To control the spread of COVID-19 we need to identify as many people with the virus as possible. If we know who has it, we can isolate them so they can’t infect others and quarantine their close contacts in case they’ve already been infected.
But some experts are concerned we’re not testing enough. Because of restrictions on who can be tested, they argue, we’re only seeing the tip of the iceberg. Beneath the surface, the virus could be spreading much more than we think.
To get on top of the coronavirus, we also need to test people without symptoms
The federal government recently expanded its testing guidelines and now allows states and territories to set their own rules for testing. But before we get to what they say, let’s look at the symptoms.
What are the symptoms of COVID-19?
Colds, influenza and COVID-19 are all respiratory illnesses and share many of the same symptoms.
For COVID-19, the most common symptoms are fever and a dry cough. Other symptoms might include fatigue, the production of phlegm, shortness of breath, a sore throat and a headache.
But some people experience no, or mild, symptoms.
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What is Australia’s testing criteria?
Across Australia, if you develop a respiratory illness, with or without a fever, you can be tested for coronavirus if you:
have returned from overseas in the past 14 days or spent time on a cruise ship
have been in close contact with a confirmed COVID-19 case in the past 14 days
have severe community-acquired pneumonia and there is no clear cause.
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If you have a fever or a respiratory illness, you can be tested (and in some cases, must be tested), if you:
work in health care, aged care or other residential care sectors
have spent time in a location with elevated levels of community transmission
have spent time at a “high-risk” location where there are two or more linked cases of COVID-19. This could be an aged care facility, a remote Aboriginal community, a correctional facility, a boarding school, or a military base with live-in accommodation.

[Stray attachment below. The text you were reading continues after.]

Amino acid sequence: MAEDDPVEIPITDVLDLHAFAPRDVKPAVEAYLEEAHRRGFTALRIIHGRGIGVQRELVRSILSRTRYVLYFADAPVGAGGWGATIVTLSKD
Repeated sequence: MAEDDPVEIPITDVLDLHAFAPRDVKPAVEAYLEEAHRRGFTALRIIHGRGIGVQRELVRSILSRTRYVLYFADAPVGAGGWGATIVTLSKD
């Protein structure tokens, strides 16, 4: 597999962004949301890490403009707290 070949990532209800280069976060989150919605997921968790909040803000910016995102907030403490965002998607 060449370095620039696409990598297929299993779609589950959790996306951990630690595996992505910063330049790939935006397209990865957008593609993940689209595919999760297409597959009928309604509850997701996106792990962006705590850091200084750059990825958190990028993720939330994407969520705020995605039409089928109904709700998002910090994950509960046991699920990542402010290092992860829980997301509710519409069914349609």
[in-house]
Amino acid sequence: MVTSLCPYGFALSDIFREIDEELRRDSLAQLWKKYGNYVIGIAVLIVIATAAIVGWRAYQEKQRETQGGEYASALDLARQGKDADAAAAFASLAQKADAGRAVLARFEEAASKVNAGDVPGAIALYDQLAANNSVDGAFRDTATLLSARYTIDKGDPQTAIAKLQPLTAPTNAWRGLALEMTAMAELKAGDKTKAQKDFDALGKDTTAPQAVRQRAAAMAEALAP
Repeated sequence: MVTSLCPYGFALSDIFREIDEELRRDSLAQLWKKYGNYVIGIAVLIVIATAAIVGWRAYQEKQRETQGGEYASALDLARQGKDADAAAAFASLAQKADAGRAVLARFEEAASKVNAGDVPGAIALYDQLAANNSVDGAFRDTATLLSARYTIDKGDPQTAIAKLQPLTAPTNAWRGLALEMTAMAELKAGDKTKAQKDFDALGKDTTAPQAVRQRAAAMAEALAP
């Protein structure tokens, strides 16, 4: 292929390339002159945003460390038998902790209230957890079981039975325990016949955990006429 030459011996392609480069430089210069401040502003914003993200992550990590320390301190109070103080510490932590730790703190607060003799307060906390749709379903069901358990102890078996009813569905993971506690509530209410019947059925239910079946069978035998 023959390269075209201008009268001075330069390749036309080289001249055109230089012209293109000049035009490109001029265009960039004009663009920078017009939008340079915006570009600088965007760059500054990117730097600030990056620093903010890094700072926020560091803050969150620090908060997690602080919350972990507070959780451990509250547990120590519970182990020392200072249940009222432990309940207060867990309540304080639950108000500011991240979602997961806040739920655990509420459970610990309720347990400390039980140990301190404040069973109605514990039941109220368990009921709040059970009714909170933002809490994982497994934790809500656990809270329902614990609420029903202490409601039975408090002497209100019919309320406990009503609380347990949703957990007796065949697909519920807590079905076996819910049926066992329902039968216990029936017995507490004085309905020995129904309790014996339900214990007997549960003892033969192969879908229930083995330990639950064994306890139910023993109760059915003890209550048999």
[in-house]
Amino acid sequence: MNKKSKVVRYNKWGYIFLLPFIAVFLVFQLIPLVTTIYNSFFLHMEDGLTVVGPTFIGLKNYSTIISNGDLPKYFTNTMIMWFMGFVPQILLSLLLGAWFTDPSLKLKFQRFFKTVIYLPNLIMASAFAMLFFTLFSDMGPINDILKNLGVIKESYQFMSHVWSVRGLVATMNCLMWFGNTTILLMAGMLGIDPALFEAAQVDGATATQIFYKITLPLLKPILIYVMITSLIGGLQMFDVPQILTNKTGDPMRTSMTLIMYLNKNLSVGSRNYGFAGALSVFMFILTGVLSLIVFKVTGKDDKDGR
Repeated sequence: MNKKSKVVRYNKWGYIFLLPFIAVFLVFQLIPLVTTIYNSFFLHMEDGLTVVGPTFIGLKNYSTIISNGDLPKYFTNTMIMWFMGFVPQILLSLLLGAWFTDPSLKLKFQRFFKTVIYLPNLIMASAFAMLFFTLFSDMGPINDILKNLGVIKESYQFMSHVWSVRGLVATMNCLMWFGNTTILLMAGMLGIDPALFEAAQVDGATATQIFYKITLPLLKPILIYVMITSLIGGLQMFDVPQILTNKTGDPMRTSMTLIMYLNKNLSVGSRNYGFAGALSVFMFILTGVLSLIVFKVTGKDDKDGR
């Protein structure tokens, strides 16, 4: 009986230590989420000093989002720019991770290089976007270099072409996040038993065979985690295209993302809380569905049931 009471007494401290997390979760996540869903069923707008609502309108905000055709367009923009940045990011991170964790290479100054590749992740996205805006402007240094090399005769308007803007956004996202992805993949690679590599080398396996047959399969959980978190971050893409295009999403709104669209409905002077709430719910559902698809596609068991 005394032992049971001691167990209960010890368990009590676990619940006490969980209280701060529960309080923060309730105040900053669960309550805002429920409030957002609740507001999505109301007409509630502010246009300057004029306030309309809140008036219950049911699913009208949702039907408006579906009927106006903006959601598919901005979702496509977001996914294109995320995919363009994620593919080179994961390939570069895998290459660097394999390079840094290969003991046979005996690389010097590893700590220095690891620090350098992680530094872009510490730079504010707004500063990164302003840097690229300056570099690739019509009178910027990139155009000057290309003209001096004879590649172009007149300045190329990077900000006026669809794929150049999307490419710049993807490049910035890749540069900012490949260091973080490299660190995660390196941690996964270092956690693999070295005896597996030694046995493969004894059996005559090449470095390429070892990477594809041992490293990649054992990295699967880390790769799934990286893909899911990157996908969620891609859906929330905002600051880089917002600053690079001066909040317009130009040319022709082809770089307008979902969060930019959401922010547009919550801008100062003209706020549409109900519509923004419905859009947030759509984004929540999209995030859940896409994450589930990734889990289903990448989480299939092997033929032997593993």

Who else can get tested?
Australians in all states and territories can get tested if they meet the criteria above, but some states have expanded their criteria.
In Western Australia, if you have fever of 38℃ and over and have signs of a respiratory infection, you may be tested.
In New South Wales, GPs have discretion to test anyone who has symptoms of COVID-19. People who identify as Aboriginal in rural and remote communities may also be tested, as can people who live in communities with local transmission.
South Australia has had a cluster of cases among airport baggage handlers. Therefore, anyone who has symptoms of COVID-19 and has been at the airport in the past 14 days, including the carpark or terminal, should also present.
Queensland will offer testing for people who have symptoms consistent with COVID-19 and live in a Aboriginal or Torres Strait Islander communities, as Indigenous Australians are more vulnerable to COVID-19.
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Victoria has introduced random testing at screening centres, testing every fifth person who presents. This should provide a snapshot of the spread of the virus among a broader section of the community.
The ACT, Northern Territory and Tasmania are following the national guidelines and haven’t included any other groups or situations in which someone can be tested.
So what if you think you have COVID-19?
If you think you have symptoms of COVID-19, call your your GP and advise them of your symptoms and other relevant details, such as travel or contact with a known case.
First, call your GP or the coronavirus helpline.
St Vincent's Hospital
If you don’t have a usual GP or want to discuss your concerns, call the National Coronavirus Helpline on 1800 020 080. You will be given information on where the closest COVID-19 testing clinic is and detailed advice on whether you should be tested.
If you’re asked to come to a COVID-19 clinic, you’ll need to take precautions. These include driving yourself if possible, wearing a mask if you have one, staying at least 1.5 metres from other people and coughing or sneezing into your elbow.
Authors: Hassan Vally, Associate Professor, La Trobe University